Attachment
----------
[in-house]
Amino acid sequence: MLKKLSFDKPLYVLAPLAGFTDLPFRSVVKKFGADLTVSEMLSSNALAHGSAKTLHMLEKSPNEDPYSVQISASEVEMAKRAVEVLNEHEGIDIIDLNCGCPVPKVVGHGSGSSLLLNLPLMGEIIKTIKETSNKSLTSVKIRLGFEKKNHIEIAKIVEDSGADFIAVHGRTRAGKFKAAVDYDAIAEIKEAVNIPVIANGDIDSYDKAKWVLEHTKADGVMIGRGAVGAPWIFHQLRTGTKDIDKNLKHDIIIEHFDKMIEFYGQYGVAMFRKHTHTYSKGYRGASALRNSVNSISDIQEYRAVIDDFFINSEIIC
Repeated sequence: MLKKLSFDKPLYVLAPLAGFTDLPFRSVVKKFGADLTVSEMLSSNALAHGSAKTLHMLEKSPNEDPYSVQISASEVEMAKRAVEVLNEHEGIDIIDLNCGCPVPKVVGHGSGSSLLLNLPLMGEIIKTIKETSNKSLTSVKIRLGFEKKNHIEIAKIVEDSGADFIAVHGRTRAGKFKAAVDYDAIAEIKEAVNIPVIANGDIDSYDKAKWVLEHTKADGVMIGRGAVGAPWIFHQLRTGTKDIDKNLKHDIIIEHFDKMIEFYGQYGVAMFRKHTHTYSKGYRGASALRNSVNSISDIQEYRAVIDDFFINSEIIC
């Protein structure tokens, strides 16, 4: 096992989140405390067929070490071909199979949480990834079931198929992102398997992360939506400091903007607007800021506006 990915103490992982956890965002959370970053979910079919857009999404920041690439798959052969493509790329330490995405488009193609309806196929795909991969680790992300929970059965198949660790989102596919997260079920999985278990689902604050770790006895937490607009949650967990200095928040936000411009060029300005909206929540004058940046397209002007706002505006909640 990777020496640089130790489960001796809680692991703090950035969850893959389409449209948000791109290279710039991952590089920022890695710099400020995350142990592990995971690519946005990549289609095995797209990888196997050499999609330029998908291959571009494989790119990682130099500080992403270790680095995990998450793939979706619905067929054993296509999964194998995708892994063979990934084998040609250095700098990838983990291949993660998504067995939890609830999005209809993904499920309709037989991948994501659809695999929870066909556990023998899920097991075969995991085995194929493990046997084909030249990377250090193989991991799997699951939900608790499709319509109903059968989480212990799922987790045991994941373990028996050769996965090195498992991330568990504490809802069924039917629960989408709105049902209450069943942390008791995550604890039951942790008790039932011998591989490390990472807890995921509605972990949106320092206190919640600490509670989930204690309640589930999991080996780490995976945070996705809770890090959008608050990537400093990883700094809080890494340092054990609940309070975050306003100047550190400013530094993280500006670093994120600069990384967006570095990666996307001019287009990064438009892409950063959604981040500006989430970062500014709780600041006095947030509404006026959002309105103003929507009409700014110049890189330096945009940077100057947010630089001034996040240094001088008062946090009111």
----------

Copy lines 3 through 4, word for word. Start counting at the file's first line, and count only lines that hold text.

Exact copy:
Repeated sequence: MLKKLSFDKPLYVLAPLAGFTDLPFRSVVKKFGADLTVSEMLSSNALAHGSAKTLHMLEKSPNEDPYSVQISASEVEMAKRAVEVLNEHEGIDIIDLNCGCPVPKVVGHGSGSSLLLNLPLMGEIIKTIKETSNKSLTSVKIRLGFEKKNHIEIAKIVEDSGADFIAVHGRTRAGKFKAAVDYDAIAEIKEAVNIPVIANGDIDSYDKAKWVLEHTKADGVMIGRGAVGAPWIFHQLRTGTKDIDKNLKHDIIIEHFDKMIEFYGQYGVAMFRKHTHTYSKGYRGASALRNSVNSISDIQEYRAVIDDFFINSEIIC
């Protein structure tokens, strides 16, 4: 096992989140405390067929070490071909199979949480990834079931198929992102398997992360939506400091903007607007800021506006 990915103490992982956890965002959370970053979910079919857009999404920041690439798959052969493509790329330490995405488009193609309806196929795909991969680790992300929970059965198949660790989102596919997260079920999985278990689902604050770790006895937490607009949650967990200095928040936000411009060029300005909206929540004058940046397209002007706002505006909640 990777020496640089130790489960001796809680692991703090950035969850893959389409449209948000791109290279710039991952590089920022890695710099400020995350142990592990995971690519946005990549289609095995797209990888196997050499999609330029998908291959571009494989790119990682130099500080992403270790680095995990998450793939979706619905067929054993296509999964194998995708892994063979990934084998040609250095700098990838983990291949993660998504067995939890609830999005209809993904499920309709037989991948994501659809695999929870066909556990023998899920097991075969995991085995194929493990046997084909030249990377250090193989991991799997699951939900608790499709319509109903059968989480212990799922987790045991994941373990028996050769996965090195498992991330568990504490809802069924039917629960989408709105049902209450069943942390008791995550604890039951942790008790039932011998591989490390990472807890995921509605972990949106320092206190919640600490509670989930204690309640589930999991080996780490995976945070996705809770890090959008608050990537400093990883700094809080890494340092054990609940309070975050306003100047550190400013530094993280500006670093994120600069990384967006570095990666996307001019287009990064438009892409950063959604981040500006989430970062500014709780600041006095947030509404006026959002309105103003929507009409700014110049890189330096945009940077100057947010630089001034996040240094001088008062946090009111």